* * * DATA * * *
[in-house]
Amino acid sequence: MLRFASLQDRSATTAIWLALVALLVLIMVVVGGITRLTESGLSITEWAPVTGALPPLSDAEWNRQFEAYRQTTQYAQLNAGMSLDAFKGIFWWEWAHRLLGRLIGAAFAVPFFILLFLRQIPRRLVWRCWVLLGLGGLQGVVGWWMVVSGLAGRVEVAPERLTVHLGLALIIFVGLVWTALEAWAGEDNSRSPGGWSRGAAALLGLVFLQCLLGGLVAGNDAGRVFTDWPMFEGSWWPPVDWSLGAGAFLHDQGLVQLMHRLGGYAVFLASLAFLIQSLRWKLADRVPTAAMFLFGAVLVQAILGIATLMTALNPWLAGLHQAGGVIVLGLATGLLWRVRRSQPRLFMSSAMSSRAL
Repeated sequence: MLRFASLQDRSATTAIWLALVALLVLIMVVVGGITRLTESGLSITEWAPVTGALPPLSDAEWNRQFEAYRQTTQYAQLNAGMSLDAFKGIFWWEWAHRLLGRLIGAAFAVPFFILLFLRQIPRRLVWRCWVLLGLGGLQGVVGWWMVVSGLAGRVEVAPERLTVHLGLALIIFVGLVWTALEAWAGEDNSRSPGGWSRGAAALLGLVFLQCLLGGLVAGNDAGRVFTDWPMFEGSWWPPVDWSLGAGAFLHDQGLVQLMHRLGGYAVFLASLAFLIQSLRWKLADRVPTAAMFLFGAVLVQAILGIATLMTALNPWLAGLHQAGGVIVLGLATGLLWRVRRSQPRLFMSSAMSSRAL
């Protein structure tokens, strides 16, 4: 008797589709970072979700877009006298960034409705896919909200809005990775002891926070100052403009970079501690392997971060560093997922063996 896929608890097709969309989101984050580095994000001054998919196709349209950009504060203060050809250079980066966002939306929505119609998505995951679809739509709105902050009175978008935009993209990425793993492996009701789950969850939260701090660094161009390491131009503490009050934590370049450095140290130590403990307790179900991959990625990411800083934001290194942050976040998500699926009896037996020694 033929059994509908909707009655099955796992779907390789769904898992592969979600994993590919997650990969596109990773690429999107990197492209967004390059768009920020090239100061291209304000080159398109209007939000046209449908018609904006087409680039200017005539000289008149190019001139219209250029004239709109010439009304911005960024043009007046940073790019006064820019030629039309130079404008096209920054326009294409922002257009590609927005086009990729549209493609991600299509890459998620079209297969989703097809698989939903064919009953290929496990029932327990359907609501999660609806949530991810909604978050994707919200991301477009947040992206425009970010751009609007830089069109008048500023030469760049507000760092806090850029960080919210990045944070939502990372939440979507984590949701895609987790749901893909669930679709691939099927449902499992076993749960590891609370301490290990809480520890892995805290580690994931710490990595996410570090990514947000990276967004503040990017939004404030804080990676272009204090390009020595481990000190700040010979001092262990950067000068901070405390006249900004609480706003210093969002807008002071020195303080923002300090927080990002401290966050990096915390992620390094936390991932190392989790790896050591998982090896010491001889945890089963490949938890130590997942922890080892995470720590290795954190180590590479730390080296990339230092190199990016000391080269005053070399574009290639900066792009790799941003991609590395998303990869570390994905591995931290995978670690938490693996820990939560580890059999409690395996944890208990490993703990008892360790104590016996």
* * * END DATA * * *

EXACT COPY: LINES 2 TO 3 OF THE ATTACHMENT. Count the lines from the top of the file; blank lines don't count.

Amino acid sequence: MLRFASLQDRSATTAIWLALVALLVLIMVVVGGITRLTESGLSITEWAPVTGALPPLSDAEWNRQFEAYRQTTQYAQLNAGMSLDAFKGIFWWEWAHRLLGRLIGAAFAVPFFILLFLRQIPRRLVWRCWVLLGLGGLQGVVGWWMVVSGLAGRVEVAPERLTVHLGLALIIFVGLVWTALEAWAGEDNSRSPGGWSRGAAALLGLVFLQCLLGGLVAGNDAGRVFTDWPMFEGSWWPPVDWSLGAGAFLHDQGLVQLMHRLGGYAVFLASLAFLIQSLRWKLADRVPTAAMFLFGAVLVQAILGIATLMTALNPWLAGLHQAGGVIVLGLATGLLWRVRRSQPRLFMSSAMSSRAL
Repeated sequence: MLRFASLQDRSATTAIWLALVALLVLIMVVVGGITRLTESGLSITEWAPVTGALPPLSDAEWNRQFEAYRQTTQYAQLNAGMSLDAFKGIFWWEWAHRLLGRLIGAAFAVPFFILLFLRQIPRRLVWRCWVLLGLGGLQGVVGWWMVVSGLAGRVEVAPERLTVHLGLALIIFVGLVWTALEAWAGEDNSRSPGGWSRGAAALLGLVFLQCLLGGLVAGNDAGRVFTDWPMFEGSWWPPVDWSLGAGAFLHDQGLVQLMHRLGGYAVFLASLAFLIQSLRWKLADRVPTAAMFLFGAVLVQAILGIATLMTALNPWLAGLHQAGGVIVLGLATGLLWRVRRSQPRLFMSSAMSSRAL